Q) At what age should a dog be altered?
A) Altering is most commonly done either "early" (8 weeks to 4 months) or "normal" (around 6 months) or "late" (1 years or later).
Early altering is appropriate for pet dogs, or working dogs which do not need complete muscle development. This would include basically all dogs but weight pull dogs. It is absolutely vital that shelters and rescues placing young dogs with the public utilize early age s/n to ensure altering of adopted animals. The practice is not without controversy. To educate yourself about both sides of the issue, read the following:
Pro Early Age Altering Article
Sport Dogs And Early Age Altering
AVMA Statement on Early Age Altering
Altering your dog between 6 and 9 months of age seems to be a completely safe option. This is when I spay my bitches; generally right before their first heat. This keeps their "girly parts" nice and small and does not seem to affect their musculature in any way. I have never had any of my spayed females get fat either. Spayed females getting fat is a myth. However, I will say that I have had more than one spayed female develop incontinence problems which can be a real pain.
With my male dogs which are going into police detection work or pet homes, I neuter them between 6 and 9 months. This has proved satisfactory for me. Dogs which are going to be worked in weight pull but not bred I would not neuter until they were closer to 24 months.
Q) Does altering a pit bull make them less dog aggressive?
A) Yes and no.
The sooner a male dog is altered, the better your chance that male to male aggression will be limited. But stopped? No. The rule of thumb is, "better neutered than not neutered" as far as dog aggression goes, but if you wait until the dog is 10 or 12 months (or later) to neuter, the effect will be negligible. However, reducing testosterone at any time can't help but reduce tension and sexual frustration in a male dog.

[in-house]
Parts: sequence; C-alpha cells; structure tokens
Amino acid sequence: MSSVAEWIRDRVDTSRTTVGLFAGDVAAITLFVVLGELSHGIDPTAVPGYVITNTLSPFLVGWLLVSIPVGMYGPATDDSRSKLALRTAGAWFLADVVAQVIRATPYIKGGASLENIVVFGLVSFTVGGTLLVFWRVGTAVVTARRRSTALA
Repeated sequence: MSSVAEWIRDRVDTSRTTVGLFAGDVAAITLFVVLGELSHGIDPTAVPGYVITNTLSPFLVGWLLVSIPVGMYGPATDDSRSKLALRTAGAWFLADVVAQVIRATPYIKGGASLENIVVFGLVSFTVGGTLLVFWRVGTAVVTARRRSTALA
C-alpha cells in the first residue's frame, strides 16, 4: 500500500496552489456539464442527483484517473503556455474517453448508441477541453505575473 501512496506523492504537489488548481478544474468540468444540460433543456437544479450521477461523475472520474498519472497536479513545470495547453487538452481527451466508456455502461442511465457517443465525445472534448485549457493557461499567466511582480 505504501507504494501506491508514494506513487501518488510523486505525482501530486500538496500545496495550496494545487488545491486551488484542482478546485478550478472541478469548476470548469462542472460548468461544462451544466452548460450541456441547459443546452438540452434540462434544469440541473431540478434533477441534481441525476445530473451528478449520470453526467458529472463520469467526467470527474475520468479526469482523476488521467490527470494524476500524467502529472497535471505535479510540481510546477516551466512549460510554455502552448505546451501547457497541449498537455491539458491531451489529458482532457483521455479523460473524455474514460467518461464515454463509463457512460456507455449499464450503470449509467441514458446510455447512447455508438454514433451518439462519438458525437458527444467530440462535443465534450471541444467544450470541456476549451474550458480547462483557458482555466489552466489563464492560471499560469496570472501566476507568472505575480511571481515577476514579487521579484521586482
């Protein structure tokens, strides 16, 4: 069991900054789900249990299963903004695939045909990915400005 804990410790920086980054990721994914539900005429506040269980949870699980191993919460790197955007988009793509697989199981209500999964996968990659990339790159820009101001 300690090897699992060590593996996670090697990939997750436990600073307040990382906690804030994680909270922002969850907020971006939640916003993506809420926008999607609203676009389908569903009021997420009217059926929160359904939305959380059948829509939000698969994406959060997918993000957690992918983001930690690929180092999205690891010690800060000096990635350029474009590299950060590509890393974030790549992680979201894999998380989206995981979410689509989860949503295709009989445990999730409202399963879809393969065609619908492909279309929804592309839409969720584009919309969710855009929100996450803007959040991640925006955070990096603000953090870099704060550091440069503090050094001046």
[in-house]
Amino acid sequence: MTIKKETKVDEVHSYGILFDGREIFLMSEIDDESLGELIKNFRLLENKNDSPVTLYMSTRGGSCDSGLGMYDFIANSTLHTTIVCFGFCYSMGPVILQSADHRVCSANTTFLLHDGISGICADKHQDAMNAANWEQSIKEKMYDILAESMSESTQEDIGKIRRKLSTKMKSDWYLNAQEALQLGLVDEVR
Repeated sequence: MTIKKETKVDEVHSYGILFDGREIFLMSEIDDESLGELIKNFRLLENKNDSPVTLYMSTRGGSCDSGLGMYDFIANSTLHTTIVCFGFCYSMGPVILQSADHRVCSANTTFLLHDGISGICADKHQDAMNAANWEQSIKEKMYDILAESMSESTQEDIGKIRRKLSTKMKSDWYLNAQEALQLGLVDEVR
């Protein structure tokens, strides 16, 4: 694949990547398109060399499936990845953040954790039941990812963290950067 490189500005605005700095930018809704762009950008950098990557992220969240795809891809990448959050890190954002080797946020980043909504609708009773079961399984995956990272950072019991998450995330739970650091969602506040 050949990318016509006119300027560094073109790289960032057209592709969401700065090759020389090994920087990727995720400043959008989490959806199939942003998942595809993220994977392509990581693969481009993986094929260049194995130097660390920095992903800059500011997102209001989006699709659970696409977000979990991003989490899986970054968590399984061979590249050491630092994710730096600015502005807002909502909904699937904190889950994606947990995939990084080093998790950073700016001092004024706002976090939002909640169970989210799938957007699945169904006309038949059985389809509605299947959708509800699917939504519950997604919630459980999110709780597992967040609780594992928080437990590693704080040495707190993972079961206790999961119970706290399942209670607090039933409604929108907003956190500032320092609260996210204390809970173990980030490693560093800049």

Spaying females does not appear to have any effect on dog to dog aggression.
Q) Does altering a dog or bitch make them healthier?
A) Statistically, spaying a bitch before her first heat will help her avoid mammary tumors. However, neutering a male increases their risk of prostate cancer/infection. For an interesting article (by a veterinarian) on this subject, click here.
Q) Does neutering a male dog make him "stay home"?
A) A fence makes your dog stay home. To own a dog without a securely fenced yard (or part of a yard) is simply irresponsible in my opinion. An unneutered male can "go crazy" when he smells a female in heat in the neighborhood. Dogs normally contained by a fence or kennel can suddenly dig, jump or climb their way out. And in-heat females can be just as bad. Their desire to find a male is as strong as the male's desire to find the female.
Q) Why should I spay my female dog?
A) Because the breed is being destroyed by over population. Unless you have years of experience with the breed, are willing to do health testing, titling and only breed when you have a waiting list - then please, PLEASE, don't breed your dog. EVERY person that sells pit bull pups to the public is part of the PROBLEM - not part of the solution.
Besides that, a spayed bitch is SO much nicer to live with! No messy heats. No male dogs camped outside your front door.
Q) Why should I neuter my male dog?
A) If you can keep your male from breeding, if you can keep him from being sexually frustrated by being around females in heat which he can't breed, if you can be responsible enough to not succumb to the temptation to "just breed him once", then not altering can be an option.
I am not convinced that unaltered dogs are any more aggressive or prone to bite than neutered dogs. I think what the statistics show is that DOG OWNERS who allow their dogs to get into trouble are much more apt to have failed to neuter their animals. As always, when dogs bite or otherwise get in trouble, the dog is not the issue - ownership management is the issue.